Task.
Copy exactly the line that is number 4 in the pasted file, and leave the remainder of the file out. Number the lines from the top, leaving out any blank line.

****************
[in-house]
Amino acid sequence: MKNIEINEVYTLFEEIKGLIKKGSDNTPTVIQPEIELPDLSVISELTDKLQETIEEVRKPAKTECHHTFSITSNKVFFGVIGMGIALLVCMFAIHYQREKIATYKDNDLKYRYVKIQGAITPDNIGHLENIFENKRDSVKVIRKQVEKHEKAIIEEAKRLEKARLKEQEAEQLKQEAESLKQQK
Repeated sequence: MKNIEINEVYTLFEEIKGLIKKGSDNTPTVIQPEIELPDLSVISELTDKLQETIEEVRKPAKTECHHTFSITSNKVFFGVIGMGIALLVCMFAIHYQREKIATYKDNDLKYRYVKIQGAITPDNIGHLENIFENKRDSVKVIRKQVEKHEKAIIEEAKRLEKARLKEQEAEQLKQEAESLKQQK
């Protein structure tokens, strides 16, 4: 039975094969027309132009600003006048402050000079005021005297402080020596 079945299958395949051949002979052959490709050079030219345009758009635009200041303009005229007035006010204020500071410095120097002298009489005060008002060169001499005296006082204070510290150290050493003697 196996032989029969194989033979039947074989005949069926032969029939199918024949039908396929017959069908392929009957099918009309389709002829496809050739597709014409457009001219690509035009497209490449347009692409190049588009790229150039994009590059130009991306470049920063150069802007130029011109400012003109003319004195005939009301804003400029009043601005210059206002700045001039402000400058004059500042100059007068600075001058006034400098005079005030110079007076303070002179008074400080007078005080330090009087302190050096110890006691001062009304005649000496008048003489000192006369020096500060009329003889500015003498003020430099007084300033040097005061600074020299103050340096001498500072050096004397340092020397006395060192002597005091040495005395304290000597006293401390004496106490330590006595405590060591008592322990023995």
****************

């Protein structure tokens, strides 16, 4: 039975094969027309132009600003006048402050000079005021005297402080020596 079945299958395949051949002979052959490709050079030219345009758009635009200041303009005229007035006010204020500071410095120097002298009489005060008002060169001499005296006082204070510290150290050493003697 196996032989029969194989033979039947074989005949069926032969029939199918024949039908396929017959069908392929009957099918009309389709002829496809050739597709014409457009001219690509035009497209490449347009692409190049588009790229150039994009590059130009991306470049920063150069802007130029011109400012003109003319004195005939009301804003400029009043601005210059206002700045001039402000400058004059500042100059007068600075001058006034400098005079005030110079007076303070002179008074400080007078005080330090009087302190050096110890006691001062009304005649000496008048003489000192006369020096500060009329003889500015003498003020430099007084300033040097005061600074020299103050340096001498500072050096004397340092020397006395060192002597005091040495005395304290000597006293401390004496106490330590006595405590060591008592322990023995």